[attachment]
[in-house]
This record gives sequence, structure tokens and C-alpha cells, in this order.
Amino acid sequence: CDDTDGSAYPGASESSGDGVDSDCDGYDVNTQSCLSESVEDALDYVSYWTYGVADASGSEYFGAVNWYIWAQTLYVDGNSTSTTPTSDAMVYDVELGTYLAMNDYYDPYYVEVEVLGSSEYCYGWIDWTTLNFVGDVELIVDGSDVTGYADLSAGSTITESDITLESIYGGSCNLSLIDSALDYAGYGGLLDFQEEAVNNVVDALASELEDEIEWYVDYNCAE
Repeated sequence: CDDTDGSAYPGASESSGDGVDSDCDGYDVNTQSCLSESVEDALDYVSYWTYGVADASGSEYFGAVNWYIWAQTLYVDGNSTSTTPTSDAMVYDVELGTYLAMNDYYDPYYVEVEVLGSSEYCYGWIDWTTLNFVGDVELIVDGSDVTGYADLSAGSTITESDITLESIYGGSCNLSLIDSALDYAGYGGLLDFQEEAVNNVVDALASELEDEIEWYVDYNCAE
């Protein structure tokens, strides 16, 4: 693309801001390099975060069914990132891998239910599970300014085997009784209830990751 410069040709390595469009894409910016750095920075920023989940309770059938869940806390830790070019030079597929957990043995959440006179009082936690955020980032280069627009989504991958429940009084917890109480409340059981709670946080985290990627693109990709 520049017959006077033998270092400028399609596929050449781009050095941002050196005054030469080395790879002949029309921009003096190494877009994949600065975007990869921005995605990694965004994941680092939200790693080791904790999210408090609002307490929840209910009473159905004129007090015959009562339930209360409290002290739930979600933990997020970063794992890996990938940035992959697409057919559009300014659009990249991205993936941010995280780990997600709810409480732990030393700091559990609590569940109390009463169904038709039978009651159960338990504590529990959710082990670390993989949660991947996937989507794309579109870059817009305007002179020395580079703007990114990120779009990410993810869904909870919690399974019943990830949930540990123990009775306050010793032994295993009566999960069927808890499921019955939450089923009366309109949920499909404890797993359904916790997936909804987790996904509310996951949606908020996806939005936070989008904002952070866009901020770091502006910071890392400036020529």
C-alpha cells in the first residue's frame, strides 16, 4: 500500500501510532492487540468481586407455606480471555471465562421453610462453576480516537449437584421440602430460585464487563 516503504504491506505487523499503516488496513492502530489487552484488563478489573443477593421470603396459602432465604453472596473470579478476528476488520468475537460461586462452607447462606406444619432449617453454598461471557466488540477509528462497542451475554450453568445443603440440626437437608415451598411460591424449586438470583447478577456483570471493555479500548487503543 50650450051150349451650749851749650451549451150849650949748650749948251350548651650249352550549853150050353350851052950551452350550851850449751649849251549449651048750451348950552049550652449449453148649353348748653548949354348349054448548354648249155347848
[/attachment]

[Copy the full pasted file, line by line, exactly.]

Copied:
[in-house]
This record gives sequence, structure tokens and C-alpha cells, in this order.
Amino acid sequence: CDDTDGSAYPGASESSGDGVDSDCDGYDVNTQSCLSESVEDALDYVSYWTYGVADASGSEYFGAVNWYIWAQTLYVDGNSTSTTPTSDAMVYDVELGTYLAMNDYYDPYYVEVEVLGSSEYCYGWIDWTTLNFVGDVELIVDGSDVTGYADLSAGSTITESDITLESIYGGSCNLSLIDSALDYAGYGGLLDFQEEAVNNVVDALASELEDEIEWYVDYNCAE
Repeated sequence: CDDTDGSAYPGASESSGDGVDSDCDGYDVNTQSCLSESVEDALDYVSYWTYGVADASGSEYFGAVNWYIWAQTLYVDGNSTSTTPTSDAMVYDVELGTYLAMNDYYDPYYVEVEVLGSSEYCYGWIDWTTLNFVGDVELIVDGSDVTGYADLSAGSTITESDITLESIYGGSCNLSLIDSALDYAGYGGLLDFQEEAVNNVVDALASELEDEIEWYVDYNCAE
């Protein structure tokens, strides 16, 4: 693309801001390099975060069914990132891998239910599970300014085997009784209830990751 410069040709390595469009894409910016750095920075920023989940309770059938869940806390830790070019030079597929957990043995959440006179009082936690955020980032280069627009989504991958429940009084917890109480409340059981709670946080985290990627693109990709 520049017959006077033998270092400028399609596929050449781009050095941002050196005054030469080395790879002949029309921009003096190494877009994949600065975007990869921005995605990694965004994941680092939200790693080791904790999210408090609002307490929840209910009473159905004129007090015959009562339930209360409290002290739930979600933990997020970063794992890996990938940035992959697409057919559009300014659009990249991205993936941010995280780990997600709810409480732990030393700091559990609590569940109390009463169904038709039978009651159960338990504590529990959710082990670390993989949660991947996937989507794309579109870059817009305007002179020395580079703007990114990120779009990410993810869904909870919690399974019943990830949930540990123990009775306050010793032994295993009566999960069927808890499921019955939450089923009366309109949920499909404890797993359904916790997936909804987790996904509310996951949606908020996806939005936070989008904002952070866009901020770091502006910071890392400036020529």
C-alpha cells in the first residue's frame, strides 16, 4: 500500500501510532492487540468481586407455606480471555471465562421453610462453576480516537449437584421440602430460585464487563 516503504504491506505487523499503516488496513492502530489487552484488563478489573443477593421470603396459602432465604453472596473470579478476528476488520468475537460461586462452607447462606406444619432449617453454598461471557466488540477509528462497542451475554450453568445443603440440626437437608415451598411460591424449586438470583447478577456483570471493555479500548487503543 50650450051150349451650749851749650451549451150849650949748650749948251350548651650249352550549853150050353350851052950551452350550851850449751649849251549449651048750451348950552049550652449449453148649353348748653548949354348349054448548354648249155347848